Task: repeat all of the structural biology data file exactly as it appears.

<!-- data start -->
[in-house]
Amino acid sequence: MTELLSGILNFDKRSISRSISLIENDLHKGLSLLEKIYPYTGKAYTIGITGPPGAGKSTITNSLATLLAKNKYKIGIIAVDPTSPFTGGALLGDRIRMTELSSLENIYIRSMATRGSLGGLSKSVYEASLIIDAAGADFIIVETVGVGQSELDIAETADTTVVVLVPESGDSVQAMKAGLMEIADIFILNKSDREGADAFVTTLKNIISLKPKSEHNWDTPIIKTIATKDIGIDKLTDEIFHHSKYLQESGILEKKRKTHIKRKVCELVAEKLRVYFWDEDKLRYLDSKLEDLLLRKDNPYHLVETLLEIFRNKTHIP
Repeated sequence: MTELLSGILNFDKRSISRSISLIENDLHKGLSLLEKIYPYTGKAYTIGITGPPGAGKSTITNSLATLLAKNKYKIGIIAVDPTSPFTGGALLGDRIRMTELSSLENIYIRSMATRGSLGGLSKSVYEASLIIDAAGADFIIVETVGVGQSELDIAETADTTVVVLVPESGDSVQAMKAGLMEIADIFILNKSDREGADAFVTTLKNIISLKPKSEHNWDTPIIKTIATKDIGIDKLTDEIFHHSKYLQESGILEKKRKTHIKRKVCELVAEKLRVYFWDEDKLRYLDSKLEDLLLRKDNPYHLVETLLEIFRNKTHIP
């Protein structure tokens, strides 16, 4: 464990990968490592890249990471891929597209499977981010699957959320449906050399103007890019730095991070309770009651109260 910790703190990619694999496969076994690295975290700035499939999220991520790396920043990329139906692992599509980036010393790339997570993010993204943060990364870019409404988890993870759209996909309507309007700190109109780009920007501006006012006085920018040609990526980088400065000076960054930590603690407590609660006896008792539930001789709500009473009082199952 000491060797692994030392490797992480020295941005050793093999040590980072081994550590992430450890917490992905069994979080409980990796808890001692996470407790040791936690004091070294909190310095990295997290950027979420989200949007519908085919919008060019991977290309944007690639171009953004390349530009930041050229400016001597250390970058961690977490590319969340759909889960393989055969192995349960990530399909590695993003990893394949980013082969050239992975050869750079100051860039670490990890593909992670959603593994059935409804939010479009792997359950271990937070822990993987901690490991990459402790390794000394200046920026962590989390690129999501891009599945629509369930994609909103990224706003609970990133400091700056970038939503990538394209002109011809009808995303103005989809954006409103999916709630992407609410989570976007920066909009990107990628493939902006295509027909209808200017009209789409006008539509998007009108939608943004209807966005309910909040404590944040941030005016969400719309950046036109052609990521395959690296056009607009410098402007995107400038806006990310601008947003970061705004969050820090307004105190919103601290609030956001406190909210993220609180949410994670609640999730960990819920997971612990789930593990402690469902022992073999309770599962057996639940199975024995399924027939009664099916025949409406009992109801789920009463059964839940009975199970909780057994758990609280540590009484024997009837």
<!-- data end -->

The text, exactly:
[in-house]
Amino acid sequence: MTELLSGILNFDKRSISRSISLIENDLHKGLSLLEKIYPYTGKAYTIGITGPPGAGKSTITNSLATLLAKNKYKIGIIAVDPTSPFTGGALLGDRIRMTELSSLENIYIRSMATRGSLGGLSKSVYEASLIIDAAGADFIIVETVGVGQSELDIAETADTTVVVLVPESGDSVQAMKAGLMEIADIFILNKSDREGADAFVTTLKNIISLKPKSEHNWDTPIIKTIATKDIGIDKLTDEIFHHSKYLQESGILEKKRKTHIKRKVCELVAEKLRVYFWDEDKLRYLDSKLEDLLLRKDNPYHLVETLLEIFRNKTHIP
Repeated sequence: MTELLSGILNFDKRSISRSISLIENDLHKGLSLLEKIYPYTGKAYTIGITGPPGAGKSTITNSLATLLAKNKYKIGIIAVDPTSPFTGGALLGDRIRMTELSSLENIYIRSMATRGSLGGLSKSVYEASLIIDAAGADFIIVETVGVGQSELDIAETADTTVVVLVPESGDSVQAMKAGLMEIADIFILNKSDREGADAFVTTLKNIISLKPKSEHNWDTPIIKTIATKDIGIDKLTDEIFHHSKYLQESGILEKKRKTHIKRKVCELVAEKLRVYFWDEDKLRYLDSKLEDLLLRKDNPYHLVETLLEIFRNKTHIP
């Protein structure tokens, strides 16, 4: 464990990968490592890249990471891929597209499977981010699957959320449906050399103007890019730095991070309770009651109260 910790703190990619694999496969076994690295975290700035499939999220991520790396920043990329139906692992599509980036010393790339997570993010993204943060990364870019409404988890993870759209996909309507309007700190109109780009920007501006006012006085920018040609990526980088400065000076960054930590603690407590609660006896008792539930001789709500009473009082199952 000491060797692994030392490797992480020295941005050793093999040590980072081994550590992430450890917490992905069994979080409980990796808890001692996470407790040791936690004091070294909190310095990295997290950027979420989200949007519908085919919008060019991977290309944007690639171009953004390349530009930041050229400016001597250390970058961690977490590319969340759909889960393989055969192995349960990530399909590695993003990893394949980013082969050239992975050869750079100051860039670490990890593909992670959603593994059935409804939010479009792997359950271990937070822990993987901690490991990459402790390794000394200046920026962590989390690129999501891009599945629509369930994609909103990224706003609970990133400091700056970038939503990538394209002109011809009808995303103005989809954006409103999916709630992407609410989570976007920066909009990107990628493939902006295509027909209808200017009209789409006008539509998007009108939608943004209807966005309910909040404590944040941030005016969400719309950046036109052609990521395959690296056009607009410098402007995107400038806006990310601008947003970061705004969050820090307004105190919103601290609030956001406190909210993220609180949410994670609640999730960990819920997971612990789930593990402690469902022992073999309770599962057996639940199975024995399924027939009664099916025949409406009992109801789920009463059964839940009975199970909780057994758990609280540590009484024997009837």